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Urban water availability and potential future stressors : a case study of Raleigh-Durham, North Carolina / by Elliot Donoghue Wickham.

Author/creator Wickham, Elliot Donoghue author.
Other author/creatorMontz, Burrell E., 1951- degree supervisor.
Other author/creatorEast Carolina University. Department of Geography, Planning, and Environment.
Format Theses and dissertations, Electronic, and Book
Publication Info [Greenville, N.C.] : [East Carolina University], 2014.
Description133 pages : color illustratios, color maps
Supplemental Content Access via ScholarShip
Summary The line that once existed between geographic regions that are considered "water poor" and "water rich" is now being blurred. Water managers in "water rich" regions, such as the Southeastern United States, are starting to realize that their abundant water supplies are not limitless. This holds true for North Carolina due to its current and future situation with regard to projected population growth, potential industrial demand changes, and impacts of climate change. Cities near Research Triangle Park (RTP), specifically Raleigh and Durham, have seen and will continue to see rapid population growth well into the mid-21st century. Available water supplies are predicted to be unsupportive of a growing Raleigh as early as 2040 and of Durham as early as 2050. This thesis addresses how these factors could impact water availability in the future. Different population projections are used to model the impact of residential water demands on water availability. Industrial demand change is modeled by the addition of hydraulic fracturing (fracking) to North Carolina, which was legalized in 2012. The water demand data for fracking from the Marcellus shale is used to develop projections for the increased industrial water demands from fracking. Historical stream flow and hydrograph data show past water availability which is used to model how stream flow could be altered in the future due to variation in precipitation patterns because of climate change. Ultimately population growth has the biggest impact on water supply. Climate change has the potential to increase or decrease supply; however, an increase in supply is not enough to combat the high water demands of a growing population. Hydraulic fracturing also adds stress to the system, but the severity of the stress depends on the number wells and the specific amount of water needed to "frack" each well. In combination, these three factors have a substantial impact on water availability in Raleigh-Durham. Overall, regardless of the scenarios in this research with regard to population growth, climate change, and increased industrial demands, Raleigh and Durham will face a shortage of water availability in the future.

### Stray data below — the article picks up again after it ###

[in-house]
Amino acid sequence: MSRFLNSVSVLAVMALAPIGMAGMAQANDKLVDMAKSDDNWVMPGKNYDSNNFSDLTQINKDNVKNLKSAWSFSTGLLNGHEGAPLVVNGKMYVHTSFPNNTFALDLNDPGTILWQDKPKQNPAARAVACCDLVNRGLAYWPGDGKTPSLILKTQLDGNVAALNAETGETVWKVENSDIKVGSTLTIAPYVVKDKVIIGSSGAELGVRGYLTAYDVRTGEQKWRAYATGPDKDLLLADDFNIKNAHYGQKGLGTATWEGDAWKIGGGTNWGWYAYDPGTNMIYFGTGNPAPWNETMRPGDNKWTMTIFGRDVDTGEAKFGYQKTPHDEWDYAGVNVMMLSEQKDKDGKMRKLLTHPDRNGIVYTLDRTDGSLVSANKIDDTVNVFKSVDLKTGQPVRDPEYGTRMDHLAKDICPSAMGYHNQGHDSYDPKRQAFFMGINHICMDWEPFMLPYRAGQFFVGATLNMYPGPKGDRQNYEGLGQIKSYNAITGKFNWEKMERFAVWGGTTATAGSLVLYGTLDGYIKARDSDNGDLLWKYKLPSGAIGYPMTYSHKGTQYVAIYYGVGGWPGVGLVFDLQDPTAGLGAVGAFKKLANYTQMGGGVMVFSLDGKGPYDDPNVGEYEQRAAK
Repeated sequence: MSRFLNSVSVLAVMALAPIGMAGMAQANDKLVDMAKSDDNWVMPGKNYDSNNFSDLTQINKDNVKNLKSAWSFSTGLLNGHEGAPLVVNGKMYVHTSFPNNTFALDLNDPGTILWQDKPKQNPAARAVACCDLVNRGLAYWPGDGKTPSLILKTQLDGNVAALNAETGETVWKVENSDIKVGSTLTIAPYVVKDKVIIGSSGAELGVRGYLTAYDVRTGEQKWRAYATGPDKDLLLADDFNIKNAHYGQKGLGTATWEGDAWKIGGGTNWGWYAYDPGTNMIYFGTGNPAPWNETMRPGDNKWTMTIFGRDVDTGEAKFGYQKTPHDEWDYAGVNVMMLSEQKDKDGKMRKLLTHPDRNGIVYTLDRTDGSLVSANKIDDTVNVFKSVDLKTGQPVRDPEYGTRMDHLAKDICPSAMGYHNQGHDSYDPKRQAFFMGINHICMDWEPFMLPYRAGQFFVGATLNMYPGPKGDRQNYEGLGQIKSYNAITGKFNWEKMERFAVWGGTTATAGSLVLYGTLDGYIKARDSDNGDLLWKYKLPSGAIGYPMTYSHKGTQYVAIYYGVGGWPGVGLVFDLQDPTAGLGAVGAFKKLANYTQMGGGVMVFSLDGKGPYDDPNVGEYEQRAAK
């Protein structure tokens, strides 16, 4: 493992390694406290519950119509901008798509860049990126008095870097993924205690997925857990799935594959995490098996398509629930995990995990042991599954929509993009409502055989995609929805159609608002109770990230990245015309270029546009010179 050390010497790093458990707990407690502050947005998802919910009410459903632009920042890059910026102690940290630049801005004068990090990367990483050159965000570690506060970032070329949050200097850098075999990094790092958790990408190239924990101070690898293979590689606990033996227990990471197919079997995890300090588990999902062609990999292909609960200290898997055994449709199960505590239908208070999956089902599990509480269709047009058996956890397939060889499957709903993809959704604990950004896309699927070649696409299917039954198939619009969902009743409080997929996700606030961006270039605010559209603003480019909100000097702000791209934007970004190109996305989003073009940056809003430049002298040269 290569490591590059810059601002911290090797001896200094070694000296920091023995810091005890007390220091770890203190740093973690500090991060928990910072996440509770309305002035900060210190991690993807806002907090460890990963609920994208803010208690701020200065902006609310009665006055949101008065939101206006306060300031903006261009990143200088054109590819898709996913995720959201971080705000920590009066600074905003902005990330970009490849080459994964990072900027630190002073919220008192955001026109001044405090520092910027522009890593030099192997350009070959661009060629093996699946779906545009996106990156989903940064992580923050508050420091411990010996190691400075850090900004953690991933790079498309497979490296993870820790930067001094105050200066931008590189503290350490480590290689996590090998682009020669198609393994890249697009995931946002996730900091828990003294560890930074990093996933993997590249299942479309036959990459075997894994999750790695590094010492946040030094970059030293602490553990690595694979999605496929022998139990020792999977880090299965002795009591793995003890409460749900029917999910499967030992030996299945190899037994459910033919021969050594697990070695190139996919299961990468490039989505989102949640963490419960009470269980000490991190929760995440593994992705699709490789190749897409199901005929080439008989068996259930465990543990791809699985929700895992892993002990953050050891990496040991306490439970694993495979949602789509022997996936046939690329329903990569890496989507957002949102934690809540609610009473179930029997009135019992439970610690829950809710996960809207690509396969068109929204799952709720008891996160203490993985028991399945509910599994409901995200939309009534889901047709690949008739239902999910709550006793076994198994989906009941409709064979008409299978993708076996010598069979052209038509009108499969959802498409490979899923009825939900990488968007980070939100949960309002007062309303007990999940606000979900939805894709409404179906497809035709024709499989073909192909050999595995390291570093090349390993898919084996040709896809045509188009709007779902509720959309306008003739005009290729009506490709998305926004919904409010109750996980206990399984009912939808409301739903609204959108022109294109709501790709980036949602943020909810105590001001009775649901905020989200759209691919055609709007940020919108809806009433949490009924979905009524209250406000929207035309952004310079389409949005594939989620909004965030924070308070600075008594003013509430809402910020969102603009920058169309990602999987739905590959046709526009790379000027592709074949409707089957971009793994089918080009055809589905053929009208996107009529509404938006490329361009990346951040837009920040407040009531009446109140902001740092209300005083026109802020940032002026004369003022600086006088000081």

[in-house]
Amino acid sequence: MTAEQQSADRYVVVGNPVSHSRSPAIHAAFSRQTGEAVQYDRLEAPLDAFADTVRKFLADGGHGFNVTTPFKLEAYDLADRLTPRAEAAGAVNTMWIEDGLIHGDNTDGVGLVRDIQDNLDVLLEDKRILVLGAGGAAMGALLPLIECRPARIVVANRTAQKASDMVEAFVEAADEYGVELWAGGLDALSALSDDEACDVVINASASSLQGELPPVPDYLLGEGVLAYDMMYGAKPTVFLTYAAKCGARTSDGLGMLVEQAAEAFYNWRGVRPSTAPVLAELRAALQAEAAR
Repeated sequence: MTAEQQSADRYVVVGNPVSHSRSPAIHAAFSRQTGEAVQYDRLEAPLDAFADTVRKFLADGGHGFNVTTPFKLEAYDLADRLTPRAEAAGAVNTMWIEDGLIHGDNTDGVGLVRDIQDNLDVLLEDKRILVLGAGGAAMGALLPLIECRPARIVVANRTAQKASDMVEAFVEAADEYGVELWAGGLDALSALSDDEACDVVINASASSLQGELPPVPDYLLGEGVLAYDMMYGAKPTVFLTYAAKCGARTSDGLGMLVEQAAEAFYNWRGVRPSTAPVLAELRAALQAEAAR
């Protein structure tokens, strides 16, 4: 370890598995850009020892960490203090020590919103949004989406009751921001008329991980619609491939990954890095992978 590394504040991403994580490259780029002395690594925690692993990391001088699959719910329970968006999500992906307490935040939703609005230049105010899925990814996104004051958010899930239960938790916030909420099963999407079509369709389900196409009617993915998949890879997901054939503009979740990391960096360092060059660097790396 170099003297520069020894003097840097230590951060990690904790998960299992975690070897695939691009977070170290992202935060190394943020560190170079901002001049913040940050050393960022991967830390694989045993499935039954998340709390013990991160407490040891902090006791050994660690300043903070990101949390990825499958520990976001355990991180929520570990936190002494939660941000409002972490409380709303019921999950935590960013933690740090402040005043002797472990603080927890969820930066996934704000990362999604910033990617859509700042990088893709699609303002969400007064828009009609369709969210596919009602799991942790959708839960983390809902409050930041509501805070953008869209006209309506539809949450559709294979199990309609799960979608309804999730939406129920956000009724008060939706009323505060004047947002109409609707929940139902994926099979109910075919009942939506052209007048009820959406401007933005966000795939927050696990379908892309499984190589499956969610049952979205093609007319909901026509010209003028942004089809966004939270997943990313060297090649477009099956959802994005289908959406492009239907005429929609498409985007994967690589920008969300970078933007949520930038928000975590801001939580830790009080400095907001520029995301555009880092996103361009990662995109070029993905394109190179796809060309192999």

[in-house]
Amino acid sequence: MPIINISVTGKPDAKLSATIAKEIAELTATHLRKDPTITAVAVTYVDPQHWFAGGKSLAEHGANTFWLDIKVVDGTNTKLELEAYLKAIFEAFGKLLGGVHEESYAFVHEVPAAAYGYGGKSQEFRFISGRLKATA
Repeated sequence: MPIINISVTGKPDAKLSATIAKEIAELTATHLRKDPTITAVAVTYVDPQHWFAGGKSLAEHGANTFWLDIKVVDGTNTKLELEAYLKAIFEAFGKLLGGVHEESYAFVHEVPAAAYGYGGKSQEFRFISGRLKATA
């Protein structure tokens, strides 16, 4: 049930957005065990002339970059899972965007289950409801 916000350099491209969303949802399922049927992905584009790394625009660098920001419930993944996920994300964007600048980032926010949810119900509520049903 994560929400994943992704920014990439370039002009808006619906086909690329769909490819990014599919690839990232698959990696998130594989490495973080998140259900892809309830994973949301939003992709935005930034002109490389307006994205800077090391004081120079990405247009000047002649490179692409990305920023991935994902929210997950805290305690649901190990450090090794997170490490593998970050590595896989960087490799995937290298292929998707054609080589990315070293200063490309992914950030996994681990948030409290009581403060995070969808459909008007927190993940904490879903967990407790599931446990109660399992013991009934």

General notePresented to the faculty of the Department of Geography, Planning, and Environment.
General noteAdvisor: Burrell Montz.
General noteTitle from PDF t.p. (viewed September 18, 2014).
Dissertation noteM.A. East Carolina University 2014.
Bibliography noteIncludes bibliographical references.
Technical detailsSystem requirements: Adobe Reader.
Technical detailsMode of access: World Wide Web.

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